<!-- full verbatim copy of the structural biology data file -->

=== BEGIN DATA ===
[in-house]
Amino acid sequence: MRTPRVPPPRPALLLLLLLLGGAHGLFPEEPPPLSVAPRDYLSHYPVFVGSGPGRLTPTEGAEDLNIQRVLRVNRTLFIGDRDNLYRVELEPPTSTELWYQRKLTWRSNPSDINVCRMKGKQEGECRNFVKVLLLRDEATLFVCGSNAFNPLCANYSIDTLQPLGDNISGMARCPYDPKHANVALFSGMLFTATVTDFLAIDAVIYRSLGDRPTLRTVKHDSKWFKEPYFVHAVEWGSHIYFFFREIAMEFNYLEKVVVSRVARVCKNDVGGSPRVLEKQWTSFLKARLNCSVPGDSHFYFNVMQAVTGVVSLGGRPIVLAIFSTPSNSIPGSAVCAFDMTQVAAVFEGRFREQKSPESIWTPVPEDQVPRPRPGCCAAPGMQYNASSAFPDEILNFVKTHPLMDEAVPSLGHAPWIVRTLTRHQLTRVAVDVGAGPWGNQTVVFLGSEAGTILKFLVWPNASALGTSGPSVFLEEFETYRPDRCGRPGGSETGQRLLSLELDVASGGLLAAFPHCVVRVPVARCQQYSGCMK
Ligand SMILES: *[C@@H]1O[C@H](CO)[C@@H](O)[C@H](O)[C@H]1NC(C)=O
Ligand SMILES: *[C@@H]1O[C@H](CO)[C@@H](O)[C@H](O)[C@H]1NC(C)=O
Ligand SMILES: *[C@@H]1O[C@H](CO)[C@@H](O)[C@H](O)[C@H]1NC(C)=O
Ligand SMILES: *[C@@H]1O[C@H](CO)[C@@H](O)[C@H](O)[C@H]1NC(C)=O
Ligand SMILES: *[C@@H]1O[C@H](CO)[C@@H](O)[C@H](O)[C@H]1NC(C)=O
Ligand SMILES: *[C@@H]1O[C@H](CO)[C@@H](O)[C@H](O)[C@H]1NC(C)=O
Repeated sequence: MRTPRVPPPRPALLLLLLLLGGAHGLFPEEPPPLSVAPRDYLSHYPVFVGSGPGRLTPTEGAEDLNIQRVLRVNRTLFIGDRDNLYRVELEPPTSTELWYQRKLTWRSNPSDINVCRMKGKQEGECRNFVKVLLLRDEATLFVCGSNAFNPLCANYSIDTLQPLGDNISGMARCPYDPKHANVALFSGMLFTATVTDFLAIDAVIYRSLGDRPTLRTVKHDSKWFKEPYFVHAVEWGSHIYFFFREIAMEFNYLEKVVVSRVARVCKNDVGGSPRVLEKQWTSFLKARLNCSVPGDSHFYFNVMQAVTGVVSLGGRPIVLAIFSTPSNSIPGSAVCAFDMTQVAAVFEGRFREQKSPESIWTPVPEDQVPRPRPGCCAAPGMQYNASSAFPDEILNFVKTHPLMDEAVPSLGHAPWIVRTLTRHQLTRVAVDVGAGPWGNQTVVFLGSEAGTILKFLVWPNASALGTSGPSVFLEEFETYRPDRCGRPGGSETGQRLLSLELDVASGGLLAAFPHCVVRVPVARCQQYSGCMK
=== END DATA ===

[in-house]
Amino acid sequence: MRTPRVPPPRPALLLLLLLLGGAHGLFPEEPPPLSVAPRDYLSHYPVFVGSGPGRLTPTEGAEDLNIQRVLRVNRTLFIGDRDNLYRVELEPPTSTELWYQRKLTWRSNPSDINVCRMKGKQEGECRNFVKVLLLRDEATLFVCGSNAFNPLCANYSIDTLQPLGDNISGMARCPYDPKHANVALFSGMLFTATVTDFLAIDAVIYRSLGDRPTLRTVKHDSKWFKEPYFVHAVEWGSHIYFFFREIAMEFNYLEKVVVSRVARVCKNDVGGSPRVLEKQWTSFLKARLNCSVPGDSHFYFNVMQAVTGVVSLGGRPIVLAIFSTPSNSIPGSAVCAFDMTQVAAVFEGRFREQKSPESIWTPVPEDQVPRPRPGCCAAPGMQYNASSAFPDEILNFVKTHPLMDEAVPSLGHAPWIVRTLTRHQLTRVAVDVGAGPWGNQTVVFLGSEAGTILKFLVWPNASALGTSGPSVFLEEFETYRPDRCGRPGGSETGQRLLSLELDVASGGLLAAFPHCVVRVPVARCQQYSGCMK
Ligand SMILES: *[C@@H]1O[C@H](CO)[C@@H](O)[C@H](O)[C@H]1NC(C)=O
Ligand SMILES: *[C@@H]1O[C@H](CO)[C@@H](O)[C@H](O)[C@H]1NC(C)=O
Ligand SMILES: *[C@@H]1O[C@H](CO)[C@@H](O)[C@H](O)[C@H]1NC(C)=O
Ligand SMILES: *[C@@H]1O[C@H](CO)[C@@H](O)[C@H](O)[C@H]1NC(C)=O
Ligand SMILES: *[C@@H]1O[C@H](CO)[C@@H](O)[C@H](O)[C@H]1NC(C)=O
Ligand SMILES: *[C@@H]1O[C@H](CO)[C@@H](O)[C@H](O)[C@H]1NC(C)=O
Repeated sequence: MRTPRVPPPRPALLLLLLLLGGAHGLFPEEPPPLSVAPRDYLSHYPVFVGSGPGRLTPTEGAEDLNIQRVLRVNRTLFIGDRDNLYRVELEPPTSTELWYQRKLTWRSNPSDINVCRMKGKQEGECRNFVKVLLLRDEATLFVCGSNAFNPLCANYSIDTLQPLGDNISGMARCPYDPKHANVALFSGMLFTATVTDFLAIDAVIYRSLGDRPTLRTVKHDSKWFKEPYFVHAVEWGSHIYFFFREIAMEFNYLEKVVVSRVARVCKNDVGGSPRVLEKQWTSFLKARLNCSVPGDSHFYFNVMQAVTGVVSLGGRPIVLAIFSTPSNSIPGSAVCAFDMTQVAAVFEGRFREQKSPESIWTPVPEDQVPRPRPGCCAAPGMQYNASSAFPDEILNFVKTHPLMDEAVPSLGHAPWIVRTLTRHQLTRVAVDVGAGPWGNQTVVFLGSEAGTILKFLVWPNASALGTSGPSVFLEEFETYRPDRCGRPGGSETGQRLLSLELDVASGGLLAAFPHCVVRVPVARCQQYSGCMK